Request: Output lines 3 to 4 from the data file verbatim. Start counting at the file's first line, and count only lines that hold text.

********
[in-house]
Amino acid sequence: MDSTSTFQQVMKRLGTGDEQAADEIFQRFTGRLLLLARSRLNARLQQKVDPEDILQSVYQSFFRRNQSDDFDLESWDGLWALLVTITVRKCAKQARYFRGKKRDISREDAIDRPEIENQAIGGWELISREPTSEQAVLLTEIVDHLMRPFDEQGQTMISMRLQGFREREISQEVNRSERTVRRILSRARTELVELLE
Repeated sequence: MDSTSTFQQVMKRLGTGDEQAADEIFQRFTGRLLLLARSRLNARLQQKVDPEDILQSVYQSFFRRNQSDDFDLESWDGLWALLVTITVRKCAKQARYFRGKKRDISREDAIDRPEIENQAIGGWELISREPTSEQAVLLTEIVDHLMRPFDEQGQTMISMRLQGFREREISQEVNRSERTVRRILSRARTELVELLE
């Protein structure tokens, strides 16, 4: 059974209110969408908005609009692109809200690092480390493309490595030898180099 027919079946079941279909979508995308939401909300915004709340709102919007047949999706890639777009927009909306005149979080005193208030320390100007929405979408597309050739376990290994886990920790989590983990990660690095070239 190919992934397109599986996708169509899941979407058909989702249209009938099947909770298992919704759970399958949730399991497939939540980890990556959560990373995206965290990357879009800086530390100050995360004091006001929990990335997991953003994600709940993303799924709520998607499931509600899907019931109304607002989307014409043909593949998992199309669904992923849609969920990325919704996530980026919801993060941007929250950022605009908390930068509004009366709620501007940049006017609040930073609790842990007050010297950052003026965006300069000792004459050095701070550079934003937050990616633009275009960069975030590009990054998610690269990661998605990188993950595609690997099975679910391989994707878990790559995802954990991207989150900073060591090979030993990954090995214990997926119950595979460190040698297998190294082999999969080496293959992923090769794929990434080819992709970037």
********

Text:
Repeated sequence: MDSTSTFQQVMKRLGTGDEQAADEIFQRFTGRLLLLARSRLNARLQQKVDPEDILQSVYQSFFRRNQSDDFDLESWDGLWALLVTITVRKCAKQARYFRGKKRDISREDAIDRPEIENQAIGGWELISREPTSEQAVLLTEIVDHLMRPFDEQGQTMISMRLQGFREREISQEVNRSERTVRRILSRARTELVELLE
């Protein structure tokens, strides 16, 4: 059974209110969408908005609009692109809200690092480390493309490595030898180099 027919079946079941279909979508995308939401909300915004709340709102919007047949999706890639777009927009909306005149979080005193208030320390100007929405979408597309050739376990290994886990920790989590983990990660690095070239 190919992934397109599986996708169509899941979407058909989702249209009938099947909770298992919704759970399958949730399991497939939540980890990556959560990373995206965290990357879009800086530390100050995360004091006001929990990335997991953003994600709940993303799924709520998607499931509600899907019931109304607002989307014409043909593949998992199309669904992923849609969920990325919704996530980026919801993060941007929250950022605009908390930068509004009366709620501007940049006017609040930073609790842990007050010297950052003026965006300069000792004459050095701070550079934003937050990616633009275009960069975030590009990054998610690269990661998605990188993950595609690997099975679910391989994707878990790559995802954990991207989150900073060591090979030993990954090995214990997926119950595979460190040698297998190294082999999969080496293959992923090769794929990434080819992709970037």